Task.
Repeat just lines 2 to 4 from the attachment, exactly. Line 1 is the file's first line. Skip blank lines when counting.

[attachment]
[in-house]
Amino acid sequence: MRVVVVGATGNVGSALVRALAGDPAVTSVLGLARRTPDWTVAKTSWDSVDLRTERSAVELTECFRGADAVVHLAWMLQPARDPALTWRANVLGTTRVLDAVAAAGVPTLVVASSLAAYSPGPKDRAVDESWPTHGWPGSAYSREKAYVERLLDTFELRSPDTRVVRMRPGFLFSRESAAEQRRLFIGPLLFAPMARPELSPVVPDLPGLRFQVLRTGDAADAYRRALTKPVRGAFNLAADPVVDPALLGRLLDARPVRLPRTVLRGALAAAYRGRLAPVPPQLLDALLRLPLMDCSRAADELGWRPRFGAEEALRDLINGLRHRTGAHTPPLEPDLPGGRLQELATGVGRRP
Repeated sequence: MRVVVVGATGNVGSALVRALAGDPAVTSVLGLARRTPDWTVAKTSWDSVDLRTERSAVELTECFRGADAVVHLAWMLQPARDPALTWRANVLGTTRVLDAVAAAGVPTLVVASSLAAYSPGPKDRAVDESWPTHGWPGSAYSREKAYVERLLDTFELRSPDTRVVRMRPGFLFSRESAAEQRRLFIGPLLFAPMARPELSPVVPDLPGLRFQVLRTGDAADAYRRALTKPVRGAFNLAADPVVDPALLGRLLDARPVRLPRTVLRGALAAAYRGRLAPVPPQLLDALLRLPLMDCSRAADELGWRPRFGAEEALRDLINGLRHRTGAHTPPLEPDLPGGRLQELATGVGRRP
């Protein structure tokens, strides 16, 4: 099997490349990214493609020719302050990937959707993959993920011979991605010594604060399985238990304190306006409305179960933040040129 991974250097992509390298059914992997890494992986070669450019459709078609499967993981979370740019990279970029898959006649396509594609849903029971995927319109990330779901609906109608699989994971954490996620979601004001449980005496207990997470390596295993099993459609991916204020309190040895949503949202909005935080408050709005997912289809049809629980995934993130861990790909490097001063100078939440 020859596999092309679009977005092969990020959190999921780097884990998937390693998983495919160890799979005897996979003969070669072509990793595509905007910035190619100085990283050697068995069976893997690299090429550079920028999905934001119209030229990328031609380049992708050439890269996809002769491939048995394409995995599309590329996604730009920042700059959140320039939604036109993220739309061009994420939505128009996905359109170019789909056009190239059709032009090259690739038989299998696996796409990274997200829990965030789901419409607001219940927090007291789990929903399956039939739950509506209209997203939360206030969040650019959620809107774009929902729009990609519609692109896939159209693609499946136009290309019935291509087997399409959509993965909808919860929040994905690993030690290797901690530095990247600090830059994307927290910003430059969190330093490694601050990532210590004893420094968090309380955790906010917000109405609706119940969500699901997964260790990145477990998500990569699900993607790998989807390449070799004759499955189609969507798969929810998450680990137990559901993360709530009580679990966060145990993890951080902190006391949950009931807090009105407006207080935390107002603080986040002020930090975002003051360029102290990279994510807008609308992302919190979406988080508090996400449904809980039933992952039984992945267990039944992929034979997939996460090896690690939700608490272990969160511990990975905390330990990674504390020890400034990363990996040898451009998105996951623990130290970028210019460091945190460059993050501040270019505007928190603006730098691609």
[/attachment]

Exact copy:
Amino acid sequence: MRVVVVGATGNVGSALVRALAGDPAVTSVLGLARRTPDWTVAKTSWDSVDLRTERSAVELTECFRGADAVVHLAWMLQPARDPALTWRANVLGTTRVLDAVAAAGVPTLVVASSLAAYSPGPKDRAVDESWPTHGWPGSAYSREKAYVERLLDTFELRSPDTRVVRMRPGFLFSRESAAEQRRLFIGPLLFAPMARPELSPVVPDLPGLRFQVLRTGDAADAYRRALTKPVRGAFNLAADPVVDPALLGRLLDARPVRLPRTVLRGALAAAYRGRLAPVPPQLLDALLRLPLMDCSRAADELGWRPRFGAEEALRDLINGLRHRTGAHTPPLEPDLPGGRLQELATGVGRRP
Repeated sequence: MRVVVVGATGNVGSALVRALAGDPAVTSVLGLARRTPDWTVAKTSWDSVDLRTERSAVELTECFRGADAVVHLAWMLQPARDPALTWRANVLGTTRVLDAVAAAGVPTLVVASSLAAYSPGPKDRAVDESWPTHGWPGSAYSREKAYVERLLDTFELRSPDTRVVRMRPGFLFSRESAAEQRRLFIGPLLFAPMARPELSPVVPDLPGLRFQVLRTGDAADAYRRALTKPVRGAFNLAADPVVDPALLGRLLDARPVRLPRTVLRGALAAAYRGRLAPVPPQLLDALLRLPLMDCSRAADELGWRPRFGAEEALRDLINGLRHRTGAHTPPLEPDLPGGRLQELATGVGRRP
């Protein structure tokens, strides 16, 4: 099997490349990214493609020719302050990937959707993959993920011979991605010594604060399985238990304190306006409305179960933040040129 991974250097992509390298059914992997890494992986070669450019459709078609499967993981979370740019990279970029898959006649396509594609849903029971995927319109990330779901609906109608699989994971954490996620979601004001449980005496207990997470390596295993099993459609991916204020309190040895949503949202909005935080408050709005997912289809049809629980995934993130861990790909490097001063100078939440 020859596999092309679009977005092969990020959190999921780097884990998937390693998983495919160890799979005897996979003969070669072509990793595509905007910035190619100085990283050697068995069976893997690299090429550079920028999905934001119209030229990328031609380049992708050439890269996809002769491939048995394409995995599309590329996604730009920042700059959140320039939604036109993220739309061009994420939505128009996905359109170019789909056009190239059709032009090259690739038989299998696996796409990274997200829990965030789901419409607001219940927090007291789990929903399956039939739950509506209209997203939360206030969040650019959620809107774009929902729009990609519609692109896939159209693609499946136009290309019935291509087997399409959509993965909808919860929040994905690993030690290797901690530095990247600090830059994307927290910003430059969190330093490694601050990532210590004893420094968090309380955790906010917000109405609706119940969500699901997964260790990145477990998500990569699900993607790998989807390449070799004759499955189609969507798969929810998450680990137990559901993360709530009580679990966060145990993890951080902190006391949950009931807090009105407006207080935390107002603080986040002020930090975002003051360029102290990279994510807008609308992302919190979406988080508090996400449904809980039933992952039984992945267990039944992929034979997939996460090896690690939700608490272990969160511990990975905390330990990674504390020890400034990363990996040898451009998105996951623990130290970028210019460091945190460059993050501040270019505007928190603006730098691609």